House Democrats are eyeing a ban on lawmakers sleeping in their offices as part of an overhaul of the chamber rules to take effect next year.
Rep. Jim McGovern (D-Mass.), the incoming chairman of the House Rules Committee who has been soliciting reform proposals from rank-and-file Democrats for months, said the notion of prohibiting lawmakers from using their offices as rent-free accommodations in Washington, D.C., has broad support within the caucus.
He cautioned, however, that it’s uncertain if the proposal will be included in the larger packet dictating House rules that Democratic leaders are currently cobbling together. That package must be adopted by Jan. 3.
A number of suggestions — including the ban on sleeping in the office and issues surrounding the adoption of pay-as-you-go rules — remain in the discussion phase, McGovern said. But “a lot of people” are pushing for the prohibition on office accommodations, he added.
“There are a lot of well-intentioned proposals,” he cautioned. “Some of them have unintended consequences.”
The issue of sleeping in offices on Capitol Hill has stirred controversy for years. Most of the critics question why taxpayers should underwrite room and board for lawmakers who earn publicly provided salaries of at least $174,000 a year — almost three times the median salary of the average family across the country.
Other critics have raised issues related to sanitation, while still others have noted the risk of embarrassing encounters between slumbering lawmakers and office cleaning crews of the opposite gender — an issue that carries additional significance in the "Me Too" era.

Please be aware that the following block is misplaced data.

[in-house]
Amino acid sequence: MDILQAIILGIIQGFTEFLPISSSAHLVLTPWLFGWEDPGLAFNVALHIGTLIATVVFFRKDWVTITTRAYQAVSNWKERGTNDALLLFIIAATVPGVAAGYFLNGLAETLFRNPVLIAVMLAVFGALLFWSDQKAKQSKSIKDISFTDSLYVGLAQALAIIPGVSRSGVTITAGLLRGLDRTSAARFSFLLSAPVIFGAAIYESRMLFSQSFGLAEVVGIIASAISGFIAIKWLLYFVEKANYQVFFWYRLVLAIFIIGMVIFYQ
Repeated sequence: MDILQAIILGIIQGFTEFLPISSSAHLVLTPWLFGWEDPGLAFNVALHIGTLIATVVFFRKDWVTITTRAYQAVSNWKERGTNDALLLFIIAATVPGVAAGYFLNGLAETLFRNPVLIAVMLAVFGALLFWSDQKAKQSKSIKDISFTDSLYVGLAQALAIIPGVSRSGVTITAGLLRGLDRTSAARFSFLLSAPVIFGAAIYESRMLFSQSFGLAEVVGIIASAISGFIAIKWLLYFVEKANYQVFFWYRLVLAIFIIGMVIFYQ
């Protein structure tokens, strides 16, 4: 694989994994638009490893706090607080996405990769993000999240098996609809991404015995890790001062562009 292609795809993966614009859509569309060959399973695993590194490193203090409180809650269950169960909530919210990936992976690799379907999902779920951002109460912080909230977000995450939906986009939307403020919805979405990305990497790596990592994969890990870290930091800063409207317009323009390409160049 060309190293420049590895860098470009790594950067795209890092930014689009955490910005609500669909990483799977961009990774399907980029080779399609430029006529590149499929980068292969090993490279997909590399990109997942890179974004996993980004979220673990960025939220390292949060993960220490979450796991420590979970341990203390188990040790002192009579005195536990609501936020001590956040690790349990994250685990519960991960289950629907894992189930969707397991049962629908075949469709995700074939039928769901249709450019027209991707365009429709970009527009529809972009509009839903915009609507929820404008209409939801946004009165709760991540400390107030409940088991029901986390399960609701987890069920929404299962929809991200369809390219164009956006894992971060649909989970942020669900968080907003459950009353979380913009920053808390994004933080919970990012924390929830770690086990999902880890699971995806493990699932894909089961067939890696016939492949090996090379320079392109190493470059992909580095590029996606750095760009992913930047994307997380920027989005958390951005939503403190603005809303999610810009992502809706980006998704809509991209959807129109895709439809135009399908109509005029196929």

It’s unclear how many lawmakers currently sleep in their offices, and the reasons given run across a spectrum of justifications. Some cite the simple financial squeeze of having to maintain two residences. Some conservatives, meanwhile, say they simply don’t want any attachments to the Washington establishment — an anti-“swamp” badge of honor they can take back to their districts.
Among the lawmakers who have eschewed District residences is Speaker Paul RyanPaul Davis RyanPaul Ryan researched narcissistic personality disorder after Trump win: book Paul Ryan says it's 'really clear' Biden won election: 'It was not rigged. It was not stolen' Democrats fret over Trump-district retirements ahead of midterms MORE (R-Wis.).
The debate surfaced earlier in the year, when members of the Congressional Black Caucus (CBC) asked the Ethics Committee to determine whether living in Capitol Hill’s office buildings violates chamber rules.
“I don’t think that the House should be supplementing our income,” said a Democratic lawmaker who’s supporting the ban.
The lawmaker acknowledged the high cost of living in Washington but suggested the adoption of living allowances, or some of other system of need-based financial support, in lieu of office accommodations.
“If you’re trying to save your money, then what is happening here financially needs to be addressed,” the lawmaker said. “It doesn’t need to be supplemented by you living here. I just don’t think that’s right.”
The stipend proposal has been floated before, most recently by former Rep. Jason ChaffetzJason ChaffetzCongress's latest hacking investigation should model its most recent Fox News Audio expands stable of podcasts by adding five new shows The myth of the conservative bestseller MORE (R-Utah), who called for a $2,500-per-month housing allowance just days before he resigned from Congress last year.
Rep. Linda Sánchez (D-Calif.), former ranking member of the Ethics Committee, said she’s sympathetic to both sides of the debate. But she also suggested that a full ban on office living without some form of additional compensation risks creating a plutocracy, if lawmakers of moderate means are priced out of D.C.’s skyrocketing housing market.
“I’m not going to condemn people, but I do think we need to have a serious discussion about what do we do about the fact that without housing allowances, or per diem [payments], the kinds of members who are able to actually serve will be increasingly just the super-wealthy,” Sánchez said.
“And that’s problematic.”